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Neural tube defects

8-minute read

Key facts

  • The neural tube is formed early on in your pregnancy by cells coming together to create a tube-shaped structure that will become your brain and spinal cord.
  • Neural tube defects occur when the neural tube does not fully fuse (close).
  • You can significantly reduce your baby's risk of having a neural tube defect by taking a folic acid (vitamin B9) supplement while planning and during the first 3 months of your pregnancy.
  • Regular ultrasounds and the second-trimester pregnancy serum screening test may help diagnose neural tube defects during pregnancy.
  • If your baby has been diagnosed with a neural tube defect during pregnancy, you may see a specialist medical team for more tests and counselling.

What is the neural tube?

The neural tube forms early in your pregnancy when cells fuse together to create a tube-shaped structure. This happens within the first 4 weeks of pregnancy, often before you know you are pregnant. The neural tube grows to eventually become your baby's brain and spinal cord.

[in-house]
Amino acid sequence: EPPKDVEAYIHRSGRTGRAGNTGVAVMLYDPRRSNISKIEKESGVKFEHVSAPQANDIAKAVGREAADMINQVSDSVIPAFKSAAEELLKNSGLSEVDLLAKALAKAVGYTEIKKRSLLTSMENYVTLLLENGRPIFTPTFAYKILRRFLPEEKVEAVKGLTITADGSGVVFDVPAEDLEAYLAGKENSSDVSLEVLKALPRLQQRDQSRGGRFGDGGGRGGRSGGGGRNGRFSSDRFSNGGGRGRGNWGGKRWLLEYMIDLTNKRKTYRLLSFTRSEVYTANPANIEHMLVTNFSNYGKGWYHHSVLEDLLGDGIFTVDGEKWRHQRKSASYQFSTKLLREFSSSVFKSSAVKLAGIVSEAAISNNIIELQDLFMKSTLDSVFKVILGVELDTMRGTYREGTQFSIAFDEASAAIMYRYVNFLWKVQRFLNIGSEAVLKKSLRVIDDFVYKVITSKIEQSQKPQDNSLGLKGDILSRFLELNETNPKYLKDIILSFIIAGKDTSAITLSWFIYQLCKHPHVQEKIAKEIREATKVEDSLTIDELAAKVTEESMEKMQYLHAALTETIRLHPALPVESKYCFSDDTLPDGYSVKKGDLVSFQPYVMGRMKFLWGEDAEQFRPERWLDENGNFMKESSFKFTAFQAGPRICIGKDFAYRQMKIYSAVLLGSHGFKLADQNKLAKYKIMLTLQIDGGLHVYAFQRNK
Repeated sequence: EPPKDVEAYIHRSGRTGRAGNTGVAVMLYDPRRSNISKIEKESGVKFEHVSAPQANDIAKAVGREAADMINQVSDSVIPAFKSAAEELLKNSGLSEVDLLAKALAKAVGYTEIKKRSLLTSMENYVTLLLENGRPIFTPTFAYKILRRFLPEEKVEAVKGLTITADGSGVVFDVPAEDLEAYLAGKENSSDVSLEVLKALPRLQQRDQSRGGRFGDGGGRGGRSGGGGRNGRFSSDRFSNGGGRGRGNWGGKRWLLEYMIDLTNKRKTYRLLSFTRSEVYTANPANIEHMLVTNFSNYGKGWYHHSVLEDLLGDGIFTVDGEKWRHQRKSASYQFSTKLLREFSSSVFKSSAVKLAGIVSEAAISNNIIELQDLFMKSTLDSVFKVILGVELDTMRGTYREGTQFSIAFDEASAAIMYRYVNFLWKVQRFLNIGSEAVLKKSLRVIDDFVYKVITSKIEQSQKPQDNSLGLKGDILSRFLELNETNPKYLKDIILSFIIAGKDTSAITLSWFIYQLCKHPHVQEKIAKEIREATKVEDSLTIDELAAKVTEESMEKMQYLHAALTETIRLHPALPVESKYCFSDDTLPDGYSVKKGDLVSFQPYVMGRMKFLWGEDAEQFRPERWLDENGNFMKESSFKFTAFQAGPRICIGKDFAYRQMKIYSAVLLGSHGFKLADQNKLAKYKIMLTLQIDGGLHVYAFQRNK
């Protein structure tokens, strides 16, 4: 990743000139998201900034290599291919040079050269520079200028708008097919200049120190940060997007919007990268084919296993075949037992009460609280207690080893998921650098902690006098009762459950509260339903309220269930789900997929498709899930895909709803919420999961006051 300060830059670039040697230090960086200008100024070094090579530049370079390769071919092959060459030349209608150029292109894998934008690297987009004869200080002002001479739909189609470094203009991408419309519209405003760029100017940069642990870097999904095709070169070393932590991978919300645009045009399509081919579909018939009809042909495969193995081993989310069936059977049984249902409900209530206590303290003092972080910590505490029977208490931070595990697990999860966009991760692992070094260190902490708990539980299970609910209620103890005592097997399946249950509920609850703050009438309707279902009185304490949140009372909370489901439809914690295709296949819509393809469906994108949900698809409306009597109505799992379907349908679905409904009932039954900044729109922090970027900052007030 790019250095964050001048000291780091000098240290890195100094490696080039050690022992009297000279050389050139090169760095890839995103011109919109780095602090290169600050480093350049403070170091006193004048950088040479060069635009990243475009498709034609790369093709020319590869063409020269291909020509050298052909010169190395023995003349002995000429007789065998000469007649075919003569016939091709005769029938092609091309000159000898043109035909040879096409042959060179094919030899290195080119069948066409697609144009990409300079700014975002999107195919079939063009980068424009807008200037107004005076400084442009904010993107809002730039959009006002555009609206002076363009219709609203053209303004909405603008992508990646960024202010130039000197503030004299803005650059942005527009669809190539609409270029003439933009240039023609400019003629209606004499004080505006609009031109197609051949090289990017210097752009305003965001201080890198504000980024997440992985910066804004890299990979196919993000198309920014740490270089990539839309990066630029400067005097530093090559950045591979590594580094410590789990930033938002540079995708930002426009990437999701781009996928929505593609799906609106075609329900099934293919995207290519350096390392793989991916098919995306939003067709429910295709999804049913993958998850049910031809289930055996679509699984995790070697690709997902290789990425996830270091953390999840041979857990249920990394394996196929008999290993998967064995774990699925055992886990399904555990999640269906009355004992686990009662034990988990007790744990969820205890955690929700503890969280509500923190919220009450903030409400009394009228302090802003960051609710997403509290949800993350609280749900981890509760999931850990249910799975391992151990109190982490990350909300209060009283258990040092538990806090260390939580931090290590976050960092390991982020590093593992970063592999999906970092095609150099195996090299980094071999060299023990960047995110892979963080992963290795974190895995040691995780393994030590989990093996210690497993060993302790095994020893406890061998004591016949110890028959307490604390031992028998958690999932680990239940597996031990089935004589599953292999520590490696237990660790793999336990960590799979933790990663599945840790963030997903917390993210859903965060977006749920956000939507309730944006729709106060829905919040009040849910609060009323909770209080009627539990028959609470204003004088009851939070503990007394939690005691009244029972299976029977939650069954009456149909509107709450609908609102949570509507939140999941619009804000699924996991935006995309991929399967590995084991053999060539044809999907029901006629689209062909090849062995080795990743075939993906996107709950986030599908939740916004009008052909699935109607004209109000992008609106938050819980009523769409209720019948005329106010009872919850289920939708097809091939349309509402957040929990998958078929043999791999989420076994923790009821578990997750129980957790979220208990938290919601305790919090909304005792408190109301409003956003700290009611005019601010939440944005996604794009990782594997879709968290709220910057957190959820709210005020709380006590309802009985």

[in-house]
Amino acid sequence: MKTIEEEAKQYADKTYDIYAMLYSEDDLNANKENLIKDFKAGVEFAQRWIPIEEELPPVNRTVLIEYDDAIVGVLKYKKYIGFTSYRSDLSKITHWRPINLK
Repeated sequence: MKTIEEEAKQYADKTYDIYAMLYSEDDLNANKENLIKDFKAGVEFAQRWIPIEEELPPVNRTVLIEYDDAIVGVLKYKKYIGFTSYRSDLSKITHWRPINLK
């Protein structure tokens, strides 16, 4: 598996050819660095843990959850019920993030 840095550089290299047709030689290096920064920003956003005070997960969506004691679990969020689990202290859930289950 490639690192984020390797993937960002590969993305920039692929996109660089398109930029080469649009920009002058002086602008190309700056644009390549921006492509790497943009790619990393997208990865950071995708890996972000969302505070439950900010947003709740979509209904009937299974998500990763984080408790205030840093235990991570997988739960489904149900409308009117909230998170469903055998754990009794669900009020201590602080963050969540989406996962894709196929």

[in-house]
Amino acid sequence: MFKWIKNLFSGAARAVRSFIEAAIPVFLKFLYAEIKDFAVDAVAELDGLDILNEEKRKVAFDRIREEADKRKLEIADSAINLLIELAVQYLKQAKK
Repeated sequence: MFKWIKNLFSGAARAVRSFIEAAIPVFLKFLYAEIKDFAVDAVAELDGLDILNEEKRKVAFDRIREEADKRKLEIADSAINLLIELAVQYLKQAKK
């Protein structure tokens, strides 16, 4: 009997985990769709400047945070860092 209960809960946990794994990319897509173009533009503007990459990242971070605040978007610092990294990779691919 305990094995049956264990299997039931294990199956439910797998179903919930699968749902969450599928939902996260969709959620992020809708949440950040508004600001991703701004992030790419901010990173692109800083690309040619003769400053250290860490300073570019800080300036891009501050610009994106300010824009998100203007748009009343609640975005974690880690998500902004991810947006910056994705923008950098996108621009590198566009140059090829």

What are neural tube defects?

Neural tube defects happen when the neural tube does not fully fuse (close), causing problems with your baby's spinal cord and brain, which include one of the following:

  • Anencephaly happens when major parts of the brain, skull and scalp do not develop. Anencephaly is a serious birth defect. Some babies with anencephaly die before or soon after birth.
  • Encephalocele is the bulging of brain tissue or its covering membranes through a defect in the skull.
  • Spina bifida is when lower parts of the neural tube do not fully close, affecting the development of the spine. The vertebrae (bones of the spine) that cover the spinal cord have one or more openings. Nerve tissues may be exposed. People with spina bifida are affected by nerve damage, which could be mild or severe, depending on the level of damage.

Read more about spina bifida.

What causes neural tube defects?

The exact cause of neural tube defects is not fully known, but there are several genetic and environmental factors that can increase the risk of your baby developing one, including:

How are neural tube defects diagnosed?

Neural tube defects are usually diagnosed during the second trimester of your pregnancy with one of the following screening tests:

  • Maternal serum screening test: your doctor will offer you have a blood test during weeks 14 to 20. This blood test estimates the chance your baby may have a neural tube defect, and identifies if they are at a higher or lower risk of being born with this problem. On its own, this blood test can't diagnose your baby with a neural tube defect. If the screening test results suggest your baby is at high risk, your doctor may recommend you have more tests.